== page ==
Across the board in business, government and education, she earmarked continued take-up in the presentation projector category as well as the fixed large venue category. This includes cinema complexes, conference centres, indoor entertainment/sporting arenas, and concert halls. Staging companies are using projectors during special events such as music or film festivals.

"We expect 10 per cent growth over last year," Aiken said. Along with aggressive price points, technology improvements are helping to reduce the size and weight of projectors while increasing their performance. This is particularly attractive to education and government, which Aiken said were two of the hottest target markets in 2007.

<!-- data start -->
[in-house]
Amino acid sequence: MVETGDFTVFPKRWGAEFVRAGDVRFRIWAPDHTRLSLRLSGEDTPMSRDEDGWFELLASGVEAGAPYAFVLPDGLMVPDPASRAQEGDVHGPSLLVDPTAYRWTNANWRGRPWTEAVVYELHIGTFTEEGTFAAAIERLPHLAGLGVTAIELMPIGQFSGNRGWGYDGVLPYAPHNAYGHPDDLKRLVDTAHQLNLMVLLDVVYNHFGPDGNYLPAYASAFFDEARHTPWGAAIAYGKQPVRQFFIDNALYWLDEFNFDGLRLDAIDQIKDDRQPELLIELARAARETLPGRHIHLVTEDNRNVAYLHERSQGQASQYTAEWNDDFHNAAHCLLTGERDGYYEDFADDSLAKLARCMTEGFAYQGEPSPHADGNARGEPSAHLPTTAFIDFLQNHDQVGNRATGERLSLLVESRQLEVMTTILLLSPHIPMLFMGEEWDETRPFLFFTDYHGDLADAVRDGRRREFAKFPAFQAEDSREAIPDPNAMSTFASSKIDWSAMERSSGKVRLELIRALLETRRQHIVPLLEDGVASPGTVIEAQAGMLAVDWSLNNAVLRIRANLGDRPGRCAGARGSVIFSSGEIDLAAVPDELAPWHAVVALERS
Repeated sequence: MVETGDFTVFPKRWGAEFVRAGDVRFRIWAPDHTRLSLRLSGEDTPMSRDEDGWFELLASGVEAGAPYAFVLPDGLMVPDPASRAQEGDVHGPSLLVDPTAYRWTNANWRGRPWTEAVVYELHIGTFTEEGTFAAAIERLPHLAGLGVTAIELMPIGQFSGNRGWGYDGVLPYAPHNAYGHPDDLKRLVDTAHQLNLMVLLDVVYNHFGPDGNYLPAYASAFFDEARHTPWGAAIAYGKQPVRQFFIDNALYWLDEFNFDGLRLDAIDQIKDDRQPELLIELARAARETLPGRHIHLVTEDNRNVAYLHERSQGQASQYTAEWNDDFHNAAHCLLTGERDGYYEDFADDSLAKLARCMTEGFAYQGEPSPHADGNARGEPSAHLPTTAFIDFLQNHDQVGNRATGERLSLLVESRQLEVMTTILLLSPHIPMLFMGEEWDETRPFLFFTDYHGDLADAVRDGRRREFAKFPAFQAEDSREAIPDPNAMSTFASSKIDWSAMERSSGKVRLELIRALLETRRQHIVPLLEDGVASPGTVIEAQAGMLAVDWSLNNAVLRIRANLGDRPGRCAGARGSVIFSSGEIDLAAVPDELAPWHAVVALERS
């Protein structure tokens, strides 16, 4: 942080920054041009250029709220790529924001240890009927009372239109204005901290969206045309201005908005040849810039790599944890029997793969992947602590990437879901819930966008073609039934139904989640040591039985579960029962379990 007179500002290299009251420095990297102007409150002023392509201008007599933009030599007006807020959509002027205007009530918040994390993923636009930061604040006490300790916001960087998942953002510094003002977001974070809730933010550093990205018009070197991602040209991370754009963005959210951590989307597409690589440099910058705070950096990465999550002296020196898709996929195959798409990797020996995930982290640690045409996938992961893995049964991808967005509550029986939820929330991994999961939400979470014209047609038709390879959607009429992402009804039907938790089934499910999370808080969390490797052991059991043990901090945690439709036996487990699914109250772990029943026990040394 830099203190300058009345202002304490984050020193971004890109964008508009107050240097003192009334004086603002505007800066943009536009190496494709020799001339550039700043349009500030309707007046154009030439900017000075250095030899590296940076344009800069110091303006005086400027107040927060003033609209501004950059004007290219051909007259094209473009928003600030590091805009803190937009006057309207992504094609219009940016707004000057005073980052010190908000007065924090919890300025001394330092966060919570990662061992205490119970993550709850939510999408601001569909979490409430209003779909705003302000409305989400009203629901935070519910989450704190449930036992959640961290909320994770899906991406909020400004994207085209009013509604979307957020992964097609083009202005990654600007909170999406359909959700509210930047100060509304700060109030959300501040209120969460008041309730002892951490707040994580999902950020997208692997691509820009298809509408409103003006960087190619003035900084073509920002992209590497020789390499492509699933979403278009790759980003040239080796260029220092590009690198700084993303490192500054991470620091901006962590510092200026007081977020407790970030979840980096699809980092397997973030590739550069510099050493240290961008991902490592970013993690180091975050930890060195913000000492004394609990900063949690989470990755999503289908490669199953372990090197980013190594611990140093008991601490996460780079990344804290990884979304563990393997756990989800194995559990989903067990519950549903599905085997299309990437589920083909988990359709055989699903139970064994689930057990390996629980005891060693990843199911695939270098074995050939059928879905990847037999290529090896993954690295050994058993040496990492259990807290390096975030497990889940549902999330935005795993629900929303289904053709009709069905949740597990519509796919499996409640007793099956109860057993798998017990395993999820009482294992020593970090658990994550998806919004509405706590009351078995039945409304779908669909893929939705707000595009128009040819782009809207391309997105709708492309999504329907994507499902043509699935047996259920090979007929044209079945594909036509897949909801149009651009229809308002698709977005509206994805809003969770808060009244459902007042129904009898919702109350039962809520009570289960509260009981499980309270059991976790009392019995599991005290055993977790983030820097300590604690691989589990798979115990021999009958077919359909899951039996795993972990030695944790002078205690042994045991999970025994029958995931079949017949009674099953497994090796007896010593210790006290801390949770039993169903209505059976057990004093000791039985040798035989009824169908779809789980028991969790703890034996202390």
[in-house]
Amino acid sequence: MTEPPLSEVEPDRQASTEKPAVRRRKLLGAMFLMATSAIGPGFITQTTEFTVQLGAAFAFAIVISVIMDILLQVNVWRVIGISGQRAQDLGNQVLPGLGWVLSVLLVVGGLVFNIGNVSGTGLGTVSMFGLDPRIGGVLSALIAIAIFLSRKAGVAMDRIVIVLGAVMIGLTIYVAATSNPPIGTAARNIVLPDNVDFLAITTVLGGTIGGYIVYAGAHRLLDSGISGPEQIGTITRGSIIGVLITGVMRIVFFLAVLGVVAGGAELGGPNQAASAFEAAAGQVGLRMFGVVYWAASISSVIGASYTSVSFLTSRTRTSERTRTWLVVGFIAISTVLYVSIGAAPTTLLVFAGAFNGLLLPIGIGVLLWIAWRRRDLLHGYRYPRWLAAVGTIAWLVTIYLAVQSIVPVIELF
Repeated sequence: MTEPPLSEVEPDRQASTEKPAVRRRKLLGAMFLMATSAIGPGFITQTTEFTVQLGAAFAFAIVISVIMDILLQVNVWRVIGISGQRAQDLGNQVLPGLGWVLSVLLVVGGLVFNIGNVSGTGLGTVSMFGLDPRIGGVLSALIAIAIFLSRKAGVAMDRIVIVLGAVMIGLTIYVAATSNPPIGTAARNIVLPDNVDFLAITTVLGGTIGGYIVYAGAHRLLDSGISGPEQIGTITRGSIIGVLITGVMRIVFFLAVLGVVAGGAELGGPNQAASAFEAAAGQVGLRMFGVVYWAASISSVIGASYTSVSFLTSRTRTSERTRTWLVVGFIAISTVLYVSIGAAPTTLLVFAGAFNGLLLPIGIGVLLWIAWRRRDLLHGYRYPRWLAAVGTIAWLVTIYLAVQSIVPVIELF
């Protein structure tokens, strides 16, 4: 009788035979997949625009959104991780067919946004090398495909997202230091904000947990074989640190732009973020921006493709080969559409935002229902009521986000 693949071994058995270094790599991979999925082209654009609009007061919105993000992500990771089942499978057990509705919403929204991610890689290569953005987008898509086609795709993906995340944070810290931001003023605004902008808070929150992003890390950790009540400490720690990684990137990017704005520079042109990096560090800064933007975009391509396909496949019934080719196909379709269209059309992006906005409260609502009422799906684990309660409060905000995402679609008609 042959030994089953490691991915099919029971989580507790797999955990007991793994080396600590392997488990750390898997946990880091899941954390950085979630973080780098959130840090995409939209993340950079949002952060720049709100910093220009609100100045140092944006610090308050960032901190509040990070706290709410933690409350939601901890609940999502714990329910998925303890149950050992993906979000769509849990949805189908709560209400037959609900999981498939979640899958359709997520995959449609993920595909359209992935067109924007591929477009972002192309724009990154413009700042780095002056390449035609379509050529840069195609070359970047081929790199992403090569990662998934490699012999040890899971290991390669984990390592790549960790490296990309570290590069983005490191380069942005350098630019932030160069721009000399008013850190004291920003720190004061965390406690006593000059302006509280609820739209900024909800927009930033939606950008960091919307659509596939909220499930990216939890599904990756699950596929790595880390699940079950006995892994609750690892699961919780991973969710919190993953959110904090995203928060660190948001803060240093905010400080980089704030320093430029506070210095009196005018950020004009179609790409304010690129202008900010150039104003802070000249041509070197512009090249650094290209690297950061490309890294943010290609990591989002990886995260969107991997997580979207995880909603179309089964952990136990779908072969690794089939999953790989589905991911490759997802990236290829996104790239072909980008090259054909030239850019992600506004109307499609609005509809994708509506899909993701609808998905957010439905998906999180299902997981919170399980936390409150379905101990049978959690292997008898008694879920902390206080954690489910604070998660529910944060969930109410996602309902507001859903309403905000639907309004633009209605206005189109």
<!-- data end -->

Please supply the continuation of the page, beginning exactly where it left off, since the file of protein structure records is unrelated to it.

High definition

Another big market obsession is high definition support, she said. Panasonic's latest large venue projector, the 10,000 lumen, three-chip DLP projector, offers full high definition (Full HD) resolution (1920 x 1080p) and is true widescreen.

"Full HD is a key market trend," Aiken said.

Other features coming to the fore include liquid cooling and a four lamp system to ensure the show will always go on; another ideal selling point to staging companies and e-cinema.

Acer projectors product manager, Matt Pearce, agreed the biggest feature to sweep the projector market was high definition.

"While other vendors offer 1080p, we offer the 720p. There's more and more demand for the high definition capability," he said. IDC's Gunson said the push for high definition specifications like 480p, 720p and 1080p was fuelling the home entertainment market. At the moment, retail and the pro-AV specialist channels were reaping the rewards. "The big driver here is the availability of content," he said. "This will be the key to pushing the HD models."